If you're pregnant and closing in on your baby's due date, it's typical to worry about labor and delivery. At every prenatal appointment, your doctor or midwife will start preparing you for childbirth; spending some time feeling your baby bump, assessing your baby's position, and checking to make sure your body is ready. They'll also check for signs of potential complications, so everyone can prepare as best as possible. Luckily, there are early signs your baby is breech, too, so you and your provider can adjust accordingly and knock labor and delivery out of the park.
According to the American Pregnancy Association (APA), most babies turn head down at the end of the third trimester. A few — about 1 in 25 — will be breech, meaning bottom or feet down. The same site notes that if your baby is breech, it might not be safe to deliver them vaginally, so it’s important to know in advance so you can your health care provider can adjust any labor and delivery plans accordingly.
According to What to Expect, sometimes there are a few early signs that your baby is breech that you can pick up on, including how they feel in your belly, how frequently they move, and/or any vaginal bleeding you may be experiencing. The site Breech Babies club notes that some women with breech babies report pain in their ribs, but others don't, which can make it hard to diagnose their condition before delivery. According to the American Academy of Family Physicians, breech babies can also be diagnosed by your doctor or midwife with a physical exam and ultrasound. The good news is once you know for sure, you'll have the information you need to make a plan for your doctor to try to turn your baby, or to schedule a C-section if they don't turn over on their own.
You Have Vaginal Bleeding
According to What to Expect, a condition called placenta previa — where your placenta is located at the bottom of your uterus and partially or entirely covers your cervix — can cause your baby to be breech, since they won't have enough room to move head-down during your third trimester. According to the same site, an early symptom of placenta previa is vaginal bleeding, which should always be reported to your health care provider.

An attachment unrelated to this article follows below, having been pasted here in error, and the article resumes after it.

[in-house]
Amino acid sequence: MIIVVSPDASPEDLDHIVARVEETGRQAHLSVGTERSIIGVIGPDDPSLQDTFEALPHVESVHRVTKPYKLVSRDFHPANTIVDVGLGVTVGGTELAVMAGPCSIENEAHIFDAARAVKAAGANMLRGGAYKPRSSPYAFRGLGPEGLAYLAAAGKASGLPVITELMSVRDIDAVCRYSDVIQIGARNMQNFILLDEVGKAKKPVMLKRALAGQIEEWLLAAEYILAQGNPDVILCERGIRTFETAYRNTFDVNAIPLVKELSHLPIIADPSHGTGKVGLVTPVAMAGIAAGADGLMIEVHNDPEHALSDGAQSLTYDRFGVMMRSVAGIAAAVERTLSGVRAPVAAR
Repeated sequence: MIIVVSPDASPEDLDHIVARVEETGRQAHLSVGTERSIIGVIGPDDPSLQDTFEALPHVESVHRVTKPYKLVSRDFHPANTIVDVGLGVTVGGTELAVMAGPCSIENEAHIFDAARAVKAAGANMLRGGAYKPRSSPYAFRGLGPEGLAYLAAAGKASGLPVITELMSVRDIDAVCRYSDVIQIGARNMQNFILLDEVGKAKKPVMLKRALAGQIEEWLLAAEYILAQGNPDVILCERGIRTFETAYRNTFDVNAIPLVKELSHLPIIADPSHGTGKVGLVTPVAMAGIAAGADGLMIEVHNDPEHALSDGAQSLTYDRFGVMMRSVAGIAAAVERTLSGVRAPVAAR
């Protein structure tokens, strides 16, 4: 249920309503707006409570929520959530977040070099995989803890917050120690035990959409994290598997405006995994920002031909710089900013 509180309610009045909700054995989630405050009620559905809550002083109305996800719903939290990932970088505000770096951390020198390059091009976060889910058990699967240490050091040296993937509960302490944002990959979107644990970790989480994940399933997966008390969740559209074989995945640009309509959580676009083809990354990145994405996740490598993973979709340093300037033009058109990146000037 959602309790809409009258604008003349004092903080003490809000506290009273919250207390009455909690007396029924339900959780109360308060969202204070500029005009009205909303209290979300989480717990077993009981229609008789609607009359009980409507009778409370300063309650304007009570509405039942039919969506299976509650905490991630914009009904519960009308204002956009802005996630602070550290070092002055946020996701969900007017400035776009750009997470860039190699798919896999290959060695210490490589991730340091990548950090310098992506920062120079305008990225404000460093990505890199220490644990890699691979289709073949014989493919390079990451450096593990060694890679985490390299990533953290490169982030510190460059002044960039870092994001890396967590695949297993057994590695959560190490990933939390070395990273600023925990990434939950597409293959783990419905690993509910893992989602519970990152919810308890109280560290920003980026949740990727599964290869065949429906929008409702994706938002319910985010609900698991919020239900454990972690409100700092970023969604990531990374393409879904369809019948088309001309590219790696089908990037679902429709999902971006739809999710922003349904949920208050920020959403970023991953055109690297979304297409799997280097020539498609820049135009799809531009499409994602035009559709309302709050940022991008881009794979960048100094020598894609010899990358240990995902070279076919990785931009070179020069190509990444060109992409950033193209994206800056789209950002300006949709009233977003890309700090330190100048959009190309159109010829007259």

The Amount Of Pain You Feel & Where
According to the website Breech Babies Club, some, but not all, moms with breech babies describe feeling pain in their ribs. They go on to explain that sometimes pain can be deceiving, too. Some breech babies might "feel" like they are head-down, especially if their legs are curled up high enough to kick their mom in the ribs. So, if you suspect that your baby is breech, it's best to have a health care provider take a look.
How They Feel
According to the APA, your provider may be able to feel if your baby is breech during a physical exam. What to Expect adds that a breech baby's head will feel hard at the top of your bump, and their butt will feel softer towards the bottom. Towards the end of your pregnancy, that should be the other way around.
How They Move
According to What To Expect, one cause of your baby being breech is not being able to move freely in your uterus. This might be a sign of a problem and/or complication, including a low level of amniotic fluid, scarring on your uterus, or multiples. So, if you any changes in your baby's movement, you should definitely call your doctor right away.
How They Appear On An Ultrasound
According to the American Academy of Family Physicians, the only way to know for sure if your baby is breech is for your health care provider to do an ultrasound. Once you know for sure, depending on how far along you are, your doctor may try to turn your baby with a procedure called an external cephalic version, or may recommend a C-section delivery if they don't turn head-down by the time you go into labor.
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